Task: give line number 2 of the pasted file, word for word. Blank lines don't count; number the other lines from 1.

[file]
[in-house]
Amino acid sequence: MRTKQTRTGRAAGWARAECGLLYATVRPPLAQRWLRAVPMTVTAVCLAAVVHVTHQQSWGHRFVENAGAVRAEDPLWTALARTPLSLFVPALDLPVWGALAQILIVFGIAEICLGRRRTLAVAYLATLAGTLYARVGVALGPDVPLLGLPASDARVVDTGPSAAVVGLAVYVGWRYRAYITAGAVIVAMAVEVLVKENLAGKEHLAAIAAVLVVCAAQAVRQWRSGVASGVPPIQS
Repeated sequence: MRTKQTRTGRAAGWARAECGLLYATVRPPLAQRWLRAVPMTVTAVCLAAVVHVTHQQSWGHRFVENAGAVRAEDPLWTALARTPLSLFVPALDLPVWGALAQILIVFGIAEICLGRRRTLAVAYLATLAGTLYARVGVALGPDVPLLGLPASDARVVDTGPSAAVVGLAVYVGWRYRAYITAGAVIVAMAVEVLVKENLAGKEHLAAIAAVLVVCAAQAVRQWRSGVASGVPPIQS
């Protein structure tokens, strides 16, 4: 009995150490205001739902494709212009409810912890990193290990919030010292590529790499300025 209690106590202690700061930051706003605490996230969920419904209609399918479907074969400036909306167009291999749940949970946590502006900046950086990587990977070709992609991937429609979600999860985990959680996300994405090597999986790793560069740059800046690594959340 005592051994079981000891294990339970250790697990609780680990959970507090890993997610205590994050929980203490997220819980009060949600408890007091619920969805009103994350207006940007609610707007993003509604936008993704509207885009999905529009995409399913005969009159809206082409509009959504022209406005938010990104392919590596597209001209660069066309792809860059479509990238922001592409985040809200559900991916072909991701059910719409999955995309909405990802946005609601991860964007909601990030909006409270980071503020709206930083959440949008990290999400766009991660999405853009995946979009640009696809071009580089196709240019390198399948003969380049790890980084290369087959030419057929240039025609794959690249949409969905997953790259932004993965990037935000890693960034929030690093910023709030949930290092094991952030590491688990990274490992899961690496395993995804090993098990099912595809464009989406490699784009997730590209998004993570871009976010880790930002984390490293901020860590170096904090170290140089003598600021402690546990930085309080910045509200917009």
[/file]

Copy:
Amino acid sequence: MRTKQTRTGRAAGWARAECGLLYATVRPPLAQRWLRAVPMTVTAVCLAAVVHVTHQQSWGHRFVENAGAVRAEDPLWTALARTPLSLFVPALDLPVWGALAQILIVFGIAEICLGRRRTLAVAYLATLAGTLYARVGVALGPDVPLLGLPASDARVVDTGPSAAVVGLAVYVGWRYRAYITAGAVIVAMAVEVLVKENLAGKEHLAAIAAVLVVCAAQAVRQWRSGVASGVPPIQS